The coming years will bring policy wrangling over distributed resources – what’s economic and what’s not.
Revenge of the ’70s
A guide to the galaxy of low growth, high interest rates, and the dark side of the Force.
Many executives are hoping to avoid a repeat of the 1970s, when Stars Wars first hit the big screen, and when inflation, nuclear cost overruns, and diminishing returns came calling in an economic climate that today's markets threaten to emulate.
The salvation was to come from natural gas, but even that prophecy could prove wanting. Too much reliance on a single resource poses risk. Look at crude oil. In a recent research report, Morgan Stanley equity research analyst Kit Konolige notes that integrated utilities with single commodity exposure are falling out of favor. The only exceptions still in favor are companies with unregulated nuclear [nuclear capacity that is sold into unregulated wholesale markets] or companies that have locked in low coal costs and can take advantage of wholesale markets where prices are set by higher-priced gas. But even this is not a given.
There has been much discussion among industry experts about the recent decline in gas prices, driven by mild weather and bulging gas inventories. The decline has occurred in the short term; at the end, however (where utilities are bigger players), prices have fallen only slightly.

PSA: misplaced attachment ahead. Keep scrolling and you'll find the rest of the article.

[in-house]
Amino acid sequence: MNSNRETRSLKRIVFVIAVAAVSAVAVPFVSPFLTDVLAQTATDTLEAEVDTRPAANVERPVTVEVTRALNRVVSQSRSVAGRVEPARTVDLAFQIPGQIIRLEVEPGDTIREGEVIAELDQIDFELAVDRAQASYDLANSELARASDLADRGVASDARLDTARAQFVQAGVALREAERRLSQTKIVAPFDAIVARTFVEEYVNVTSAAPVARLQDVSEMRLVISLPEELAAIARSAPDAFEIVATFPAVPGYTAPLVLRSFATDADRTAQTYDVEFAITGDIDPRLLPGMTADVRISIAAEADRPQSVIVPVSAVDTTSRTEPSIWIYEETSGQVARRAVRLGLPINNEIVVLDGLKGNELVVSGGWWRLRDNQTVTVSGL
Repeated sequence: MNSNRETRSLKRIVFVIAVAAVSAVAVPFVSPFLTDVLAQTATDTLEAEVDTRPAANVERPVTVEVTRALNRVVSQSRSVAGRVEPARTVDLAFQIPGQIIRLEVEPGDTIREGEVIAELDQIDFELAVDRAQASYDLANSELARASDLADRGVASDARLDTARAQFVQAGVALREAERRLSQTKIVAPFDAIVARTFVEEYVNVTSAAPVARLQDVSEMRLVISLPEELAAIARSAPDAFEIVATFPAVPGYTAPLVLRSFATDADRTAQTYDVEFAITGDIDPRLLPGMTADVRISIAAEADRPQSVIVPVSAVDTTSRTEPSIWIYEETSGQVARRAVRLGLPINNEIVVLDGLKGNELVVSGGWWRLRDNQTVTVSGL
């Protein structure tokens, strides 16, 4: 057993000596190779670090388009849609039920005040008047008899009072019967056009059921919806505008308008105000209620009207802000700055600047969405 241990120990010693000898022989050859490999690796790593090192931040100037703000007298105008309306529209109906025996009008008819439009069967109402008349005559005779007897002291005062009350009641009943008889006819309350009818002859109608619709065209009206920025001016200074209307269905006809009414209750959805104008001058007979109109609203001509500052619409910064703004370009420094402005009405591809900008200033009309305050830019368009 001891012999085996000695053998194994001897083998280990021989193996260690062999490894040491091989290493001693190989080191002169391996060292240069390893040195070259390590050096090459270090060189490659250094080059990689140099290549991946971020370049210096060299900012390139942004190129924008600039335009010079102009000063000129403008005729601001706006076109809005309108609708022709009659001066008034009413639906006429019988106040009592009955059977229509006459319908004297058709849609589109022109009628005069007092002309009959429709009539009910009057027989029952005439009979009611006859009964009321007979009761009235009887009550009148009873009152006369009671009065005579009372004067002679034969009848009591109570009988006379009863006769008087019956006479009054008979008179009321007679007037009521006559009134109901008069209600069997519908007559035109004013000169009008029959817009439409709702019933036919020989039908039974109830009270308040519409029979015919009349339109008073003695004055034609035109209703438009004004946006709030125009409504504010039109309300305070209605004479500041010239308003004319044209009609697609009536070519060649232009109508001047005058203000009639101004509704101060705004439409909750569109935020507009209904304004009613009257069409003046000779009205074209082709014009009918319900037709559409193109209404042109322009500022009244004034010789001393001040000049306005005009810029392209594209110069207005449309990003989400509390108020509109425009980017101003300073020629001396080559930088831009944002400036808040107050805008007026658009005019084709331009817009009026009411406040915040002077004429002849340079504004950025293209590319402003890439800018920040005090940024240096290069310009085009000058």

In fact, as a result, Konolige predicts that this may be the beginning of a period of out performance for regulated utilities, where regulated utility stock will trade at a premium to integrated utilities. Konolige and his team break down the prospects in this way:
- On Commodity Plays: "We continue to hear … that it's hard to expect good risk-reward characteristics for positive-gas-correlation companies with gas around the $7/MMbtu level…
- On Pure, Regulated Utilities: "The core utility investors-long-only utility funds, income funds, and close-end funds with current income requirements-are bound to find the regulated [utilities] increasingly attractive on a yield basis. …."
- On Coal Plant Owners: "Higher expenses for coal, emissions allowances, and scrubber capital spending are reasonably under control (although we believe they imply a materially lower level of earnings and significantly negative free cash flow, except in [one utility's case])."
- On Interest Rates: "We continue to think that if rates were to rise sharply, the entire group of electrics would be affected in roughly the same proportion."
What's the Right Play?
With all this evidence indicating a large tectonic shift in earnings prospects for utilities, the challenge becomes how to stay on top of the revenue list.
In an exclusive interview at Accenture's 16th annual International Utilities and Energy Conference (IUEC), Omar Abbosh, Accenture's global managing partner for the utilities industry, outlined some of the issues and tough decisions facing senior executives regarding people, policy, and growth.
"My fundamental premise," he says, "is that growth is there to those who understand how to access it."
Yet Abbosh doesn't necessarily believe that maintaining a "high-performance company," in Accenture parlance, will require holding companies to jettison the regulated utility.
"What [investors] are looking for is real cash-flow growth."
When it comes to being at the high-end of the universe in terms of growth, Abbosh